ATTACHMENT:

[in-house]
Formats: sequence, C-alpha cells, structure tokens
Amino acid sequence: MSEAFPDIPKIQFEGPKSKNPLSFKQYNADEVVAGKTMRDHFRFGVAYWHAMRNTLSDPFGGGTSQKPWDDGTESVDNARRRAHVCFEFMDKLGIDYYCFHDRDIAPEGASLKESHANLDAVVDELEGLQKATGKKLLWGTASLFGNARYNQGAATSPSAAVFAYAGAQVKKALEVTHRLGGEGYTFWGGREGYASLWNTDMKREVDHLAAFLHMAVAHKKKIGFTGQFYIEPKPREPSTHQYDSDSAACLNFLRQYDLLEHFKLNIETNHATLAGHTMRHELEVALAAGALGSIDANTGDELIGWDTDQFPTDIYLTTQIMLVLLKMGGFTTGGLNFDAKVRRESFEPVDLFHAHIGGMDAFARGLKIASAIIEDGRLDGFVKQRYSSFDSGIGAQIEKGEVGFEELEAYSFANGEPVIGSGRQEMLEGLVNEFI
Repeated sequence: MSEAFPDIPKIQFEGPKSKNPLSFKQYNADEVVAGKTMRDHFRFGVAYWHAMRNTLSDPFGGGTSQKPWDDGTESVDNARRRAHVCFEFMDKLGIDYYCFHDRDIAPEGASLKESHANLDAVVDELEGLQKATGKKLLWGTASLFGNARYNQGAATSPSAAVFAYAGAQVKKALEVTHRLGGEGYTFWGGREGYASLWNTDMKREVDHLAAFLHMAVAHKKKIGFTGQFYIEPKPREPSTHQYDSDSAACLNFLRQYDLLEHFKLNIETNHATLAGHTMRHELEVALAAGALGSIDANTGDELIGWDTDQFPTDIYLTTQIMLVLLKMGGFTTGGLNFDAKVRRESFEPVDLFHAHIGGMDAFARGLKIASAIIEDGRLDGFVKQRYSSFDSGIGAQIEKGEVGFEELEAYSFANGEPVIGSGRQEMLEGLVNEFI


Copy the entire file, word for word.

[in-house]
Formats: sequence, C-alpha cells, structure tokens
Amino acid sequence: MSEAFPDIPKIQFEGPKSKNPLSFKQYNADEVVAGKTMRDHFRFGVAYWHAMRNTLSDPFGGGTSQKPWDDGTESVDNARRRAHVCFEFMDKLGIDYYCFHDRDIAPEGASLKESHANLDAVVDELEGLQKATGKKLLWGTASLFGNARYNQGAATSPSAAVFAYAGAQVKKALEVTHRLGGEGYTFWGGREGYASLWNTDMKREVDHLAAFLHMAVAHKKKIGFTGQFYIEPKPREPSTHQYDSDSAACLNFLRQYDLLEHFKLNIETNHATLAGHTMRHELEVALAAGALGSIDANTGDELIGWDTDQFPTDIYLTTQIMLVLLKMGGFTTGGLNFDAKVRRESFEPVDLFHAHIGGMDAFARGLKIASAIIEDGRLDGFVKQRYSSFDSGIGAQIEKGEVGFEELEAYSFANGEPVIGSGRQEMLEGLVNEFI
Repeated sequence: MSEAFPDIPKIQFEGPKSKNPLSFKQYNADEVVAGKTMRDHFRFGVAYWHAMRNTLSDPFGGGTSQKPWDDGTESVDNARRRAHVCFEFMDKLGIDYYCFHDRDIAPEGASLKESHANLDAVVDELEGLQKATGKKLLWGTASLFGNARYNQGAATSPSAAVFAYAGAQVKKALEVTHRLGGEGYTFWGGREGYASLWNTDMKREVDHLAAFLHMAVAHKKKIGFTGQFYIEPKPREPSTHQYDSDSAACLNFLRQYDLLEHFKLNIETNHATLAGHTMRHELEVALAAGALGSIDANTGDELIGWDTDQFPTDIYLTTQIMLVLLKMGGFTTGGLNFDAKVRRESFEPVDLFHAHIGGMDAFARGLKIASAIIEDGRLDGFVKQRYSSFDSGIGAQIEKGEVGFEELEAYSFANGEPVIGSGRQEMLEGLVNEFI